Language of MMC: Shaping our Perception

THE SAPIR-WHORF HYPOTHESIS is a theory that the structure of a language shapes or limits the ways in which a speaker forms conceptions of the world.

In 2011, BBC Horizon screened an episode entitled ‘Do you See What I See’, testing this theory by studying members of the Himba Tribe of northern Namibia. Western language has eleven categories of colour, however Himbas only have five, with blue and green grouped together and yet more terms describing different shades of green.

The programme suggested that the structure of their language made it harder for the Himba’s to differentiate between blue and green and yet an increased ability to distinguish between small changes in green than we may find difficult to recognise.

Similar studies of other languages (such as Dani in New Guinea) also support a hypothesis of ‘linguistic relativity’ – that peoples perceptions are relative to their spoken language.

 Language influences our perception, attention and thought.

Consider this in the context of our industry.

The ever increasing quantity of neologisms – new words and phrases that sit outside mainstream language. The number of synonyms, acronyms and descriptions around terms such as Modern Methods of Construction (MMC) and offsite solutions introduces uncertainty that serve only to distract.

The Building Societies Association (BSA) has historically signalled a need for the construction industry to collaborate to standardise terminology; making it far easier for other sectors, including lenders to quickly understand and underwrite the risk.

We are limited in what we can build by what we are able to communicate. Many of the problems we now face are problems of language rather than technology.

Professor Achim Menges (Founding Director of Institute for Computational Design and Construction at University of Stuttgart)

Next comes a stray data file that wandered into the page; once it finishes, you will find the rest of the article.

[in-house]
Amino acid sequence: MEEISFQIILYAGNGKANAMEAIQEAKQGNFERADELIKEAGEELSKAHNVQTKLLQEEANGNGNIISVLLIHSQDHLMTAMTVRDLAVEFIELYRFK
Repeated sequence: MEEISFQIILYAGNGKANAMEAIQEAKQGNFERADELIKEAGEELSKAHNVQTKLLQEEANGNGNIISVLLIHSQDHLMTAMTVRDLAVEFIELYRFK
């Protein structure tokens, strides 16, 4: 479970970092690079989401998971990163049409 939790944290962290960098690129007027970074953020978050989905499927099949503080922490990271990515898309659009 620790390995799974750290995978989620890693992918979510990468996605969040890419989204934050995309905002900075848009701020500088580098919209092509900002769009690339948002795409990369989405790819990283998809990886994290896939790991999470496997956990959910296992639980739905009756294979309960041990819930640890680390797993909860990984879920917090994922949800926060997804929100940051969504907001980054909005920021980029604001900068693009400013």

At Akerlof, we have committed to using plain language – part of our role is to filter and distil the complex to provide simplicity and clarity in enabling informed decisions.

We use small words with big thinking.

Here on our website we have included a glossary focussed around Modern Methods of Construction and offsite solutions.

It aligns with definitions developed by sector leading organisations such as BuildOffsite, Offsite Hub, Loughborough University and New London Architecture; including a link to the definition framework produced by the Modern Method of Construction working group for Ministry of Housing, Communities and Local Government (MHCLG).

The tool is available for you to use – to help you become better informed in shaping a better industry.

Jamie Hillier


With a penchant for tweed and jackets with leather arm patches, Jamie began his career as a quantity surveyor, before climbing the ladder to lead major projects for a Tier 1 contractor.

Eventually expanding his book collection beyond copies of SMM7, Jamie has interest in a broad range of subjects linked to delivering better outcomes for society and the environment.

His strategic insights on MMC and behavioural science have made their way into numerous government, industry and academic publications, including the Construction Playbook, Transforming Infrastructure Performance Roadmap to 2030, the Platform Rulebook and the RIBA DfMA Overlay.

John Handscomb


Construction is in John’s blood. Learning from his father who was a planner and project manager, John began his career by working on some iconic projects in both the public and private sector.

As a procurement expert and integrator of new ways of working, John has pioneered the integration of platform principles, DfMA processes and supply chain within over £5bn projects in the last 15 years, for some of the largest building programmes in the UK. Despite his considerable expertise, John keeps it simple, communicating complicated ideas with ease and helping to equip the industry with new knowledge and skills.

Outside of Akerlof, John enjoys his executive role with technology start-up ScanTech Digital, spending time with his family, taking trips down the football, playing a bit of golf with friends and the odd pint. 

Our name is shared with George Akerlof, a Nobel Prize-winning economist.

His seminal paper, Market for Lemons, demonstrated the devastating consequences of making decisions under the conditions of quality uncertainty and unequal information between buyers and sellers, increasing the chance of buyers ending up with a ‘lemon’.

This 50-year-old concept continues to retain parallels within the construction industry.

Through our insight and experience, we can rebalance this information asymmetry on behalf of our clients, levelling the playing field to deliver better outcomes.